In the Fischer-Tropsch conversion of synthesis gas to hydrocarbons, cobalt is the preferred active metal when the feed to the syngas unit is natural gas. This choice is essentially based on the low shift activity of Co, that otherwise would convert some of the CO in the syngas to CO2 and hydrogen, thereby loosing some of the carbon in the feed.

Other known FT active metals are iron, ruthenium and nickel. Iron is frequently used particularly when the syngas is based on coal, as the inherent shift activity is needed to adjust the CO/H2 ratio to the desired ratio around 2. Ruthenium is prohibited due to excessive cost, whereas nickel is rejected due to high selectivity to methane, thus giving rise to backformation of the gas feed. It is well known that nickel catalysts are used for methanation, removing traces of residual CO in the feed for ammonia synthesis.

Normally the active FT-metal is dispersed on a solid support. The support can be alumina, titania or silica, as well as a variety of other oxides and mixed oxides, and the support can be chemically stabilized or treated in a number of ways. Of particular relevance is high temperature treatment of alumina giving a catalyst with high content of alpha-alumina, thereby increasing the selectivity to higher hydrocarbons (C5+), as disclosed in WO 02/47816 A1 (Statoil).

Preparation of the Catalyst can Involve Impregnation on the Support by a selected technique, or co-precipitation with other ingredients in addition to the cobalt precursor. Subsequent forming to the desired shape can also be part of the procedure. Further, the catalyst preparation normally contains steps like drying, calcination and reduction to give the active catalyst. During preparation, a number of other elements or compounds often are added. These can be denoted as modifying agents, structural stability promoters, or promoters intended to increase selectivity, activity, stability or regeneration performance of the catalysts. Some modifiers or promoters frequently investigated are thoria, zirconia, manganese, alkali metals, lanthanum oxide or a mixture of lanthanides, rhenium, ruthenium and platinum.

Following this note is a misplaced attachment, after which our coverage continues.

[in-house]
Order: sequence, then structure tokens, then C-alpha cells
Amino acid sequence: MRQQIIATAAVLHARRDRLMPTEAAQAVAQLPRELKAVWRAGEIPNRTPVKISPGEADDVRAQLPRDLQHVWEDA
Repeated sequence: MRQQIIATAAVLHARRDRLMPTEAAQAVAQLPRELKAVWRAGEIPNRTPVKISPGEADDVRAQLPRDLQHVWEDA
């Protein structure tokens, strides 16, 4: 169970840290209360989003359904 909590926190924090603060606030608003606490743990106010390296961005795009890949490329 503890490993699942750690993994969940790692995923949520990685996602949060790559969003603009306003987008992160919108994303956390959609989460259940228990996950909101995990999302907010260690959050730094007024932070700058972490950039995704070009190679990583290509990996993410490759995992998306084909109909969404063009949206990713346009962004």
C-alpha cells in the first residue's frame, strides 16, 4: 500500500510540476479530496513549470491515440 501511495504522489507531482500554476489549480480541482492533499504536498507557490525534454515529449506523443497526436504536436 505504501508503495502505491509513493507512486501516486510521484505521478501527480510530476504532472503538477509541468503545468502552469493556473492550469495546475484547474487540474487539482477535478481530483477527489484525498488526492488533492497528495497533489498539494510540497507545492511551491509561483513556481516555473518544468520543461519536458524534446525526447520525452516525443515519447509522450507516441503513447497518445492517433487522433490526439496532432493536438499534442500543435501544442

A number of alternative impregnation procedures are known in the art which use alternative solvents and chemicals, however, in the present invention, the examples involve aqueous incipient wetness with solutions of cobalt nitrate (Co(NO3)2*6H2O) and possibly perrhenic acid (HReO4) or ammonium perrhenate. Alternatives include using cobalt acetate(s), cobalt halide(s), cobalt carbonyl(s), cobalt oxalate(s), cobalt phosphate(s), organic cobalt compounds, ammonium perrhenate, rhenium halide(s), rhenium carbonyl(s), industrial metal salt solutions, organic solvents, etc.

Incipient wetness implies that the metal containing solution is mixed with the dry support until the pores are filled. The definition of the end point of this method may vary somewhat from laboratory to laboratory so that an impregnated catalyst could have a completely dry appearance or a sticky snow-like appearance. However, in no instances is there are any free flowing liquid present.